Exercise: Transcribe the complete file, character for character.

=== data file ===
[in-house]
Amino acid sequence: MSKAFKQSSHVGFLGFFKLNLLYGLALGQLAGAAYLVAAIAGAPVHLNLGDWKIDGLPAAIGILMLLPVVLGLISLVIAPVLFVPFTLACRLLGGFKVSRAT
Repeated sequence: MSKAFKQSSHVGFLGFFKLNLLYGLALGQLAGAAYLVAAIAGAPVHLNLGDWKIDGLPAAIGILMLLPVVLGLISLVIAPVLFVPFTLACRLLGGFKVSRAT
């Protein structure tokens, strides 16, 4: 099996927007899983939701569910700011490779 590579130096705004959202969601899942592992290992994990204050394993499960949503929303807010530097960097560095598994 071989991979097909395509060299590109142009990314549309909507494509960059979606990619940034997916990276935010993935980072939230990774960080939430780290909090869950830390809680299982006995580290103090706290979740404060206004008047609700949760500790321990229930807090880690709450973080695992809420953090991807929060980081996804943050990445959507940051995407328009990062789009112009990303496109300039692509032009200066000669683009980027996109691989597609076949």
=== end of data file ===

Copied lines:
[in-house]
Amino acid sequence: MSKAFKQSSHVGFLGFFKLNLLYGLALGQLAGAAYLVAAIAGAPVHLNLGDWKIDGLPAAIGILMLLPVVLGLISLVIAPVLFVPFTLACRLLGGFKVSRAT
Repeated sequence: MSKAFKQSSHVGFLGFFKLNLLYGLALGQLAGAAYLVAAIAGAPVHLNLGDWKIDGLPAAIGILMLLPVVLGLISLVIAPVLFVPFTLACRLLGGFKVSRAT
């Protein structure tokens, strides 16, 4: 099996927007899983939701569910700011490779 590579130096705004959202969601899942592992290992994990204050394993499960949503929303807010530097960097560095598994 071989991979097909395509060299590109142009990314549309909507494509960059979606990619940034997916990276935010993935980072939230990774960080939430780290909090869950830390809680299982006995580290103090706290979740404060206004008047609700949760500790321990229930807090880690709450973080695992809420953090991807929060980081996804943050990445959507940051995407328009990062789009112009990303496109300039692509032009200066000669683009980027996109691989597609076949």